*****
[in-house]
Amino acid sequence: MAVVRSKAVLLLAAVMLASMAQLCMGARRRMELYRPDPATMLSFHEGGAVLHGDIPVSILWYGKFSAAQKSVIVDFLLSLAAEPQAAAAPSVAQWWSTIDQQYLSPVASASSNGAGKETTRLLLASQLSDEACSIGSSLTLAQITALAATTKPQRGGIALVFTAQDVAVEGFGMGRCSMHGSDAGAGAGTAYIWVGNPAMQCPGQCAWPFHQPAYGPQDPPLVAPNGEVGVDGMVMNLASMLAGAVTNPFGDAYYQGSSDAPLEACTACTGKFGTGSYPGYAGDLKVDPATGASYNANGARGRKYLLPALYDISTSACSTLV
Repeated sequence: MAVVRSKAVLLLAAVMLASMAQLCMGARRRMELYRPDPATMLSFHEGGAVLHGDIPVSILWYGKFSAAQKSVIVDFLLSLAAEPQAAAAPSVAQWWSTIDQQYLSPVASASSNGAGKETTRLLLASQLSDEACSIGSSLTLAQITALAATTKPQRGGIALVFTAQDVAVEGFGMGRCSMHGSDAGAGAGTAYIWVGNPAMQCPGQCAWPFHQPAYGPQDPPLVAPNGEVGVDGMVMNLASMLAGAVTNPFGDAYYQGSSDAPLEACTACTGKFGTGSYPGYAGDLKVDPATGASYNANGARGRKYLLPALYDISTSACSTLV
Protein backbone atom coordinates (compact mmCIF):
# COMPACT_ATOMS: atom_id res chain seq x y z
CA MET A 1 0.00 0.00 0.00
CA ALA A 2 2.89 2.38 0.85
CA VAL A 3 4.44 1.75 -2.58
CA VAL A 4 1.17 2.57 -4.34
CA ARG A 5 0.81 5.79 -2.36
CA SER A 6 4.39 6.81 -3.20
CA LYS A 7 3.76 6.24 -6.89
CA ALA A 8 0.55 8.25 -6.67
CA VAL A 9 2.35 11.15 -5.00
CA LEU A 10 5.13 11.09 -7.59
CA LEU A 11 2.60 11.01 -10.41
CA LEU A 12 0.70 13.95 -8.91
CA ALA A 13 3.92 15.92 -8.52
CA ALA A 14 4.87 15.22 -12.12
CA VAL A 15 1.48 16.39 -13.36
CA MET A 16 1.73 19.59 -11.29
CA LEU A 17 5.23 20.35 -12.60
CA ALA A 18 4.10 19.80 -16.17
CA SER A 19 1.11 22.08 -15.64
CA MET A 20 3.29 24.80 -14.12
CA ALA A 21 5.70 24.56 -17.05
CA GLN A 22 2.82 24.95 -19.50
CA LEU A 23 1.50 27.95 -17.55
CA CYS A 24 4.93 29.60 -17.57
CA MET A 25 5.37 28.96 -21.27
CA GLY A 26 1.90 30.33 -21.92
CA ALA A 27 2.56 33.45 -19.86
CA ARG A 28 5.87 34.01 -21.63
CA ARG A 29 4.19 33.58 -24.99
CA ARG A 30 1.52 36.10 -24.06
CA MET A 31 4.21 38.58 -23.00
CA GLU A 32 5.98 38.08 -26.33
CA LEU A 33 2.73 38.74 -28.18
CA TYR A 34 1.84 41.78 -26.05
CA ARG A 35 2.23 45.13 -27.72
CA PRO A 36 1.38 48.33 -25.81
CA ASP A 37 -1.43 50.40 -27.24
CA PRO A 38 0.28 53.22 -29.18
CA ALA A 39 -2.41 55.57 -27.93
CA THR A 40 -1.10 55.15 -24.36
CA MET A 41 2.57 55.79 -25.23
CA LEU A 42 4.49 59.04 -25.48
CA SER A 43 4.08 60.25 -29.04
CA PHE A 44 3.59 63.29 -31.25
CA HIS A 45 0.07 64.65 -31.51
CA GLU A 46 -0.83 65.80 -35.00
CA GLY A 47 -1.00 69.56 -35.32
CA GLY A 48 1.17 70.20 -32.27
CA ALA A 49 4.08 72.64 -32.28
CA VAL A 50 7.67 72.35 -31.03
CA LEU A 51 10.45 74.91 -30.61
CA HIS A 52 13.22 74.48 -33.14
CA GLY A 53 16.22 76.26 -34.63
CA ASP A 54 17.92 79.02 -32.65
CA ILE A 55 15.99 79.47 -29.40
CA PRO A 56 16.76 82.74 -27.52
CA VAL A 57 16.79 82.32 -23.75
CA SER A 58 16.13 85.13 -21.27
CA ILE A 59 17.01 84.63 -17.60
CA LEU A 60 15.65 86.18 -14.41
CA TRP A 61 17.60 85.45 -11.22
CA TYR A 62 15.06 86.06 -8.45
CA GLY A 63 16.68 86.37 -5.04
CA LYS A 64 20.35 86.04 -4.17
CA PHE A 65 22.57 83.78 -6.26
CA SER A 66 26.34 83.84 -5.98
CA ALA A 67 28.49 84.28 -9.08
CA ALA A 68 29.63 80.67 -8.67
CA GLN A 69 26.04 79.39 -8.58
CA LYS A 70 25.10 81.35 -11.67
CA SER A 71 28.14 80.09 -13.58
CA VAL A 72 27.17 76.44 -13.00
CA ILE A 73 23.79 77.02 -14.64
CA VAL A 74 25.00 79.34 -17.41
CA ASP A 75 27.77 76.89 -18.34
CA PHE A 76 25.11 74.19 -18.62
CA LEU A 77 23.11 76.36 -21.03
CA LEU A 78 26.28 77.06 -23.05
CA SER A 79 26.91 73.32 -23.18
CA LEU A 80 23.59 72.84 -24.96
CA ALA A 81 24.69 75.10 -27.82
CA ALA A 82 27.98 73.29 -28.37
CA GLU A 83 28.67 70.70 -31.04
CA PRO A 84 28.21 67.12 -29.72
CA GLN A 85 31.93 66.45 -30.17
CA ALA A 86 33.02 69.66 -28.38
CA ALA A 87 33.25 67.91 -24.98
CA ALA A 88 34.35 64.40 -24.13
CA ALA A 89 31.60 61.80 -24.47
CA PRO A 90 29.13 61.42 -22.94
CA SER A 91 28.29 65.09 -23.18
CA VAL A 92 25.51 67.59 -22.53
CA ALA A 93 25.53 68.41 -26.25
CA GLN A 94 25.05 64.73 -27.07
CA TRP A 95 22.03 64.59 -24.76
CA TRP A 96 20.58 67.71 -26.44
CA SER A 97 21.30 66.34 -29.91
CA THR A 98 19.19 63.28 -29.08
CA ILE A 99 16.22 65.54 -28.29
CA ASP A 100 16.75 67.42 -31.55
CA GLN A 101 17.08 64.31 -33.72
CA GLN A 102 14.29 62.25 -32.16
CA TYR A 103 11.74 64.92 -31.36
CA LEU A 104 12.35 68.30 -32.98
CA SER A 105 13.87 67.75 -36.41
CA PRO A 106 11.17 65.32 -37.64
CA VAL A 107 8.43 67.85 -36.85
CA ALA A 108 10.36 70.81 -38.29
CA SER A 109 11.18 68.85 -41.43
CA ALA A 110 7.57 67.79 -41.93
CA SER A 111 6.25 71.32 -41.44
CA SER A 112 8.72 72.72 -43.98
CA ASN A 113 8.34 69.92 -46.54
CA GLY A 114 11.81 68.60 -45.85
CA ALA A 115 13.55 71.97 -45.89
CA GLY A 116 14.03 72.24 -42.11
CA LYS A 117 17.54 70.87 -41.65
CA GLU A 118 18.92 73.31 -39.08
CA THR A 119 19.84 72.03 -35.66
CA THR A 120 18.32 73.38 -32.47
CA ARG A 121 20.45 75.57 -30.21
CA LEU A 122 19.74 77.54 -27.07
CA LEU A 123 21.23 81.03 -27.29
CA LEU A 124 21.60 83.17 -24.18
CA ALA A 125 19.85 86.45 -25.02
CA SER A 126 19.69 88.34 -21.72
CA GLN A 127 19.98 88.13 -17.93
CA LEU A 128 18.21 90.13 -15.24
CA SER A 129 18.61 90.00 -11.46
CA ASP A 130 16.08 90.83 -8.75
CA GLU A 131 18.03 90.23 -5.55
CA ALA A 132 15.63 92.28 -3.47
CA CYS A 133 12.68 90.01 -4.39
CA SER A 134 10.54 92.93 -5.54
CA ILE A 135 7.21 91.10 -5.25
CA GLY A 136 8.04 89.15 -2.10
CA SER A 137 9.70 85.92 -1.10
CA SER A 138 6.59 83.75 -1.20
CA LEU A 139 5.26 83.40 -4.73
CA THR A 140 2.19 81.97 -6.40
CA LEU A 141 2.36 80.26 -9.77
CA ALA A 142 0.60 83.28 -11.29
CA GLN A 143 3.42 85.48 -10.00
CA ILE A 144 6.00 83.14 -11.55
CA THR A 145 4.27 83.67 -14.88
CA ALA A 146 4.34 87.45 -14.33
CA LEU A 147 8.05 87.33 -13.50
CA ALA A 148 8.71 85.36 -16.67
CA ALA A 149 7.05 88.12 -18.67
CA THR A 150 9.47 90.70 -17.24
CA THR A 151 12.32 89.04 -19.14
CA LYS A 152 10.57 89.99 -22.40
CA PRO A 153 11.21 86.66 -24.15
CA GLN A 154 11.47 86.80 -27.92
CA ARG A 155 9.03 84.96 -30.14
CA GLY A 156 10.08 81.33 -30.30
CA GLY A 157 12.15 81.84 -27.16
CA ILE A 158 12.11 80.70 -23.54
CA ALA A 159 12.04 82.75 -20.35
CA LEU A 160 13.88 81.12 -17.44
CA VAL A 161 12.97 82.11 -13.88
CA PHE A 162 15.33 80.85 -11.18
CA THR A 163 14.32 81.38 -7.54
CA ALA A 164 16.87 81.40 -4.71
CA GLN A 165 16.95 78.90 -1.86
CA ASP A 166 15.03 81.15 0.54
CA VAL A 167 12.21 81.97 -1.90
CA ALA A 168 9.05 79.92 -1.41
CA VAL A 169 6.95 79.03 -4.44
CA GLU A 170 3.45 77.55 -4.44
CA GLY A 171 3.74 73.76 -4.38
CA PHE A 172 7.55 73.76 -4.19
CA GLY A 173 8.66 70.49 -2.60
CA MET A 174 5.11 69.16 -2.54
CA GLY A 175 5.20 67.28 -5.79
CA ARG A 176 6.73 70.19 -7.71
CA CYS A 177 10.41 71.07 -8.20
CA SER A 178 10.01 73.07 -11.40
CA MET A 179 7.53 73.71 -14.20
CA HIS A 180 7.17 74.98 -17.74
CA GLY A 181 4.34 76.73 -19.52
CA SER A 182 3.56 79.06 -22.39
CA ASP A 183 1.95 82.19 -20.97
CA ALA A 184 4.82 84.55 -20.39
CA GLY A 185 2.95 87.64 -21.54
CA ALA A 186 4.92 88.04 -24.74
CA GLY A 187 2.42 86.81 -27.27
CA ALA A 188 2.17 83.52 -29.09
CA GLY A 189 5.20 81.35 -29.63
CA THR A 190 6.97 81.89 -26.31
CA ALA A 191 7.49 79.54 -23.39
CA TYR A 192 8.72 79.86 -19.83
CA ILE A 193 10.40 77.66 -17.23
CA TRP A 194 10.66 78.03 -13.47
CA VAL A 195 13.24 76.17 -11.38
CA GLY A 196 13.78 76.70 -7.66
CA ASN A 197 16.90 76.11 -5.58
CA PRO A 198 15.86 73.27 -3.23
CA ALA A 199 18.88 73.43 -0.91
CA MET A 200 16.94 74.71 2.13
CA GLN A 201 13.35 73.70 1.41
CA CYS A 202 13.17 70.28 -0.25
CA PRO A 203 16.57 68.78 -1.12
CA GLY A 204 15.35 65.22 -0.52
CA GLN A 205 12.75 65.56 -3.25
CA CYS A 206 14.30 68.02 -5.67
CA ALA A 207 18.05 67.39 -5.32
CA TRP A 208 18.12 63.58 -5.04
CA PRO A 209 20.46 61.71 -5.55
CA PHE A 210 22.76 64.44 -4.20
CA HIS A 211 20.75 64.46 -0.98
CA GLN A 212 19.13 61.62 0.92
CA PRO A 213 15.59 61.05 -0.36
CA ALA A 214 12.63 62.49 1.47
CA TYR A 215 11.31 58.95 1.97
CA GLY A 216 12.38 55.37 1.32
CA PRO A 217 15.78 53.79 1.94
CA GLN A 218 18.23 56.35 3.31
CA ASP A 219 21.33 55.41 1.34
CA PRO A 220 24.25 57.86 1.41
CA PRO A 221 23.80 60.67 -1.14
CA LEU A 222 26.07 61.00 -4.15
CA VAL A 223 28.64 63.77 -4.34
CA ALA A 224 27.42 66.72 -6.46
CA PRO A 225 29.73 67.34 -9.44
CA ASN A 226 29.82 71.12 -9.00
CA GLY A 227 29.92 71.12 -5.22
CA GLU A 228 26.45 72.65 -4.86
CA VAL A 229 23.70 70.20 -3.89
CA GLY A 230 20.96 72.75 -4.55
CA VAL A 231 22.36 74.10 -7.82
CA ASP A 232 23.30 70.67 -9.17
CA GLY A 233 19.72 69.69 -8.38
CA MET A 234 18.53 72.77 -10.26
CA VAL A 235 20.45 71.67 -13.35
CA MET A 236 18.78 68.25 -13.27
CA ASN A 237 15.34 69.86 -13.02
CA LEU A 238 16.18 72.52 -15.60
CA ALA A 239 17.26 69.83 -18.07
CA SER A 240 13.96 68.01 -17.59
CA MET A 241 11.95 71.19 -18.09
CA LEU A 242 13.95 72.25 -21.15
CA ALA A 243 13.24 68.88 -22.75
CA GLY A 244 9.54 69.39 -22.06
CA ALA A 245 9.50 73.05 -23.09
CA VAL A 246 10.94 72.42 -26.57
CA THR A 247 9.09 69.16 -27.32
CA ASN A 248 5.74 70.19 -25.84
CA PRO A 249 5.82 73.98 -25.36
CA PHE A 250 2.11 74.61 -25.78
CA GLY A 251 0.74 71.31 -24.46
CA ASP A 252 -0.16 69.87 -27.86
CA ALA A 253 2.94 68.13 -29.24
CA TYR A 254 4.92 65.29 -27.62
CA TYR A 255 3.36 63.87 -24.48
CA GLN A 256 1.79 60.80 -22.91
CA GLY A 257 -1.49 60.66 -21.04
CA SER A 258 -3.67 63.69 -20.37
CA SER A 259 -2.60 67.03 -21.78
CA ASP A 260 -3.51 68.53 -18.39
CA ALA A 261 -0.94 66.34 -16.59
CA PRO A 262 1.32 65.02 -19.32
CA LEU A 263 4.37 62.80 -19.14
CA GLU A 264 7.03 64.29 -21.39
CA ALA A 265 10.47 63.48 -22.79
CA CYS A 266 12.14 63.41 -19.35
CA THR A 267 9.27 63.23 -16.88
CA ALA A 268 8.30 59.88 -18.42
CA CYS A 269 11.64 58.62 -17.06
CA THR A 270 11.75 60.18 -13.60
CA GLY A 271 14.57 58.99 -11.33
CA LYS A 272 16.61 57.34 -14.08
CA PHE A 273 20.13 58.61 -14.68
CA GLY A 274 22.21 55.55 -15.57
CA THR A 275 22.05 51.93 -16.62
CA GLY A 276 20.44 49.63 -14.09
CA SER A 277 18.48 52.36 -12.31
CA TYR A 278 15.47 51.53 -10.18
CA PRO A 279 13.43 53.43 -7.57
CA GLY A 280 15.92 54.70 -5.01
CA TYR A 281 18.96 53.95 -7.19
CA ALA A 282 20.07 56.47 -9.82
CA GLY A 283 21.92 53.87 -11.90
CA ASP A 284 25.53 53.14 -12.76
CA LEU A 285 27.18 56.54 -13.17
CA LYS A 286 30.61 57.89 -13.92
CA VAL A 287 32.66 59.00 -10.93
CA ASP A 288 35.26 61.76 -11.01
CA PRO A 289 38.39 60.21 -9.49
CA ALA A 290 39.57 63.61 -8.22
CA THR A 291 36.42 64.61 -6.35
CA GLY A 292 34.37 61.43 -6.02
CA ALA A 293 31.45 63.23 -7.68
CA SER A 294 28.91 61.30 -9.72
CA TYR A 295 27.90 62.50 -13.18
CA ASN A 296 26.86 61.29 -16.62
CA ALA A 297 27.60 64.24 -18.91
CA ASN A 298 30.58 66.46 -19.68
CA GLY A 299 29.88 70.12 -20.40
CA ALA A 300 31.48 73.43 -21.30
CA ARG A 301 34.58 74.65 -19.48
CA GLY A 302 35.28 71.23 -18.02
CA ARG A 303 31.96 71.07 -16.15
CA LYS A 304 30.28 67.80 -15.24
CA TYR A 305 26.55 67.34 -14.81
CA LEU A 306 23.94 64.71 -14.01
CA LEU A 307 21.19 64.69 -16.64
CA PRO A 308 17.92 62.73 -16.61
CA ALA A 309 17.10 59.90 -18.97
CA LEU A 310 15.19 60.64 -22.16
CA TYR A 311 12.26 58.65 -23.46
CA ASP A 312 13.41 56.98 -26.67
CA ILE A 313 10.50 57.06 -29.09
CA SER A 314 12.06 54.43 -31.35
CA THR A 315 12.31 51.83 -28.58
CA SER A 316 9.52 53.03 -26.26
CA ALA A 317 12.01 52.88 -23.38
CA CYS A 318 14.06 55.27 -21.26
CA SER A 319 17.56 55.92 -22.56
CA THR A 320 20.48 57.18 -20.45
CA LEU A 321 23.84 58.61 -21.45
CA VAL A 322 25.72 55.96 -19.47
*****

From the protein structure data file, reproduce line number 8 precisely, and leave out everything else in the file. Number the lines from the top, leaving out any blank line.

CA VAL A 3 4.44 1.75 -2.58